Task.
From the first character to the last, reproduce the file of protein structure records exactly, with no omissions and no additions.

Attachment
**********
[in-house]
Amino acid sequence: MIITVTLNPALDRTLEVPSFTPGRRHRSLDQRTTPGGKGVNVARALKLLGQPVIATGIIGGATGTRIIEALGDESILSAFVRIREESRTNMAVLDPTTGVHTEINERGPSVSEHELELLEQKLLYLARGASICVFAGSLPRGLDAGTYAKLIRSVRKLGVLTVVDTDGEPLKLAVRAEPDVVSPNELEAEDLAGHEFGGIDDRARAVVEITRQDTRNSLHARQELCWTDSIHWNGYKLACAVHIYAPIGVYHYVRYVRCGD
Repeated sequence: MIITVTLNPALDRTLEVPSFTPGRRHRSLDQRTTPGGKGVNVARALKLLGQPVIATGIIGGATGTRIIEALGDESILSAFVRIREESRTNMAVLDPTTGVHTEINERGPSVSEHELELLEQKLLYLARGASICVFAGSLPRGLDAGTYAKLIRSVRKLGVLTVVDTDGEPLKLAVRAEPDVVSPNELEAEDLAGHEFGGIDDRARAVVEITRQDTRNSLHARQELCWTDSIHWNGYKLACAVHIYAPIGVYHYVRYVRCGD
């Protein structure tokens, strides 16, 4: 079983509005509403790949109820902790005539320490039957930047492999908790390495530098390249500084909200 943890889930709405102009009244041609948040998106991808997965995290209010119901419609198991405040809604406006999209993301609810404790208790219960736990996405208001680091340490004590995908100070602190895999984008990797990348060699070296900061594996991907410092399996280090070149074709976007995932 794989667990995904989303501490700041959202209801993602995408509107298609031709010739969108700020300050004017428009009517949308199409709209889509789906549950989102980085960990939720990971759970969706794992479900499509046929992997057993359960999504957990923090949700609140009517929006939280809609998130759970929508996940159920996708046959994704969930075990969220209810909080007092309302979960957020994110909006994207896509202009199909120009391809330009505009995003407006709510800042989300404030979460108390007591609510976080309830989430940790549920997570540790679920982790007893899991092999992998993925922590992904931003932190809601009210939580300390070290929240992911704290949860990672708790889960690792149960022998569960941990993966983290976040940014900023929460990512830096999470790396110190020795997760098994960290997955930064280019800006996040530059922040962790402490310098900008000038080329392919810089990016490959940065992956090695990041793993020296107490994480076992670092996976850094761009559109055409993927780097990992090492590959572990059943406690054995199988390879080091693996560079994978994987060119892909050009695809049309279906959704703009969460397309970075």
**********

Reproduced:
[in-house]
Amino acid sequence: MIITVTLNPALDRTLEVPSFTPGRRHRSLDQRTTPGGKGVNVARALKLLGQPVIATGIIGGATGTRIIEALGDESILSAFVRIREESRTNMAVLDPTTGVHTEINERGPSVSEHELELLEQKLLYLARGASICVFAGSLPRGLDAGTYAKLIRSVRKLGVLTVVDTDGEPLKLAVRAEPDVVSPNELEAEDLAGHEFGGIDDRARAVVEITRQDTRNSLHARQELCWTDSIHWNGYKLACAVHIYAPIGVYHYVRYVRCGD
Repeated sequence: MIITVTLNPALDRTLEVPSFTPGRRHRSLDQRTTPGGKGVNVARALKLLGQPVIATGIIGGATGTRIIEALGDESILSAFVRIREESRTNMAVLDPTTGVHTEINERGPSVSEHELELLEQKLLYLARGASICVFAGSLPRGLDAGTYAKLIRSVRKLGVLTVVDTDGEPLKLAVRAEPDVVSPNELEAEDLAGHEFGGIDDRARAVVEITRQDTRNSLHARQELCWTDSIHWNGYKLACAVHIYAPIGVYHYVRYVRCGD
């Protein structure tokens, strides 16, 4: 079983509005509403790949109820902790005539320490039957930047492999908790390495530098390249500084909200 943890889930709405102009009244041609948040998106991808997965995290209010119901419609198991405040809604406006999209993301609810404790208790219960736990996405208001680091340490004590995908100070602190895999984008990797990348060699070296900061594996991907410092399996280090070149074709976007995932 794989667990995904989303501490700041959202209801993602995408509107298609031709010739969108700020300050004017428009009517949308199409709209889509789906549950989102980085960990939720990971759970969706794992479900499509046929992997057993359960999504957990923090949700609140009517929006939280809609998130759970929508996940159920996708046959994704969930075990969220209810909080007092309302979960957020994110909006994207896509202009199909120009391809330009505009995003407006709510800042989300404030979460108390007591609510976080309830989430940790549920997570540790679920982790007893899991092999992998993925922590992904931003932190809601009210939580300390070290929240992911704290949860990672708790889960690792149960022998569960941990993966983290976040940014900023929460990512830096999470790396110190020795997760098994960290997955930064280019800006996040530059922040962790402490310098900008000038080329392919810089990016490959940065992956090695990041793993020296107490994480076992670092996976850094761009559109055409993927780097990992090492590959572990059943406690054995199988390879080091693996560079994978994987060119892909050009695809049309279906959704703009969460397309970075």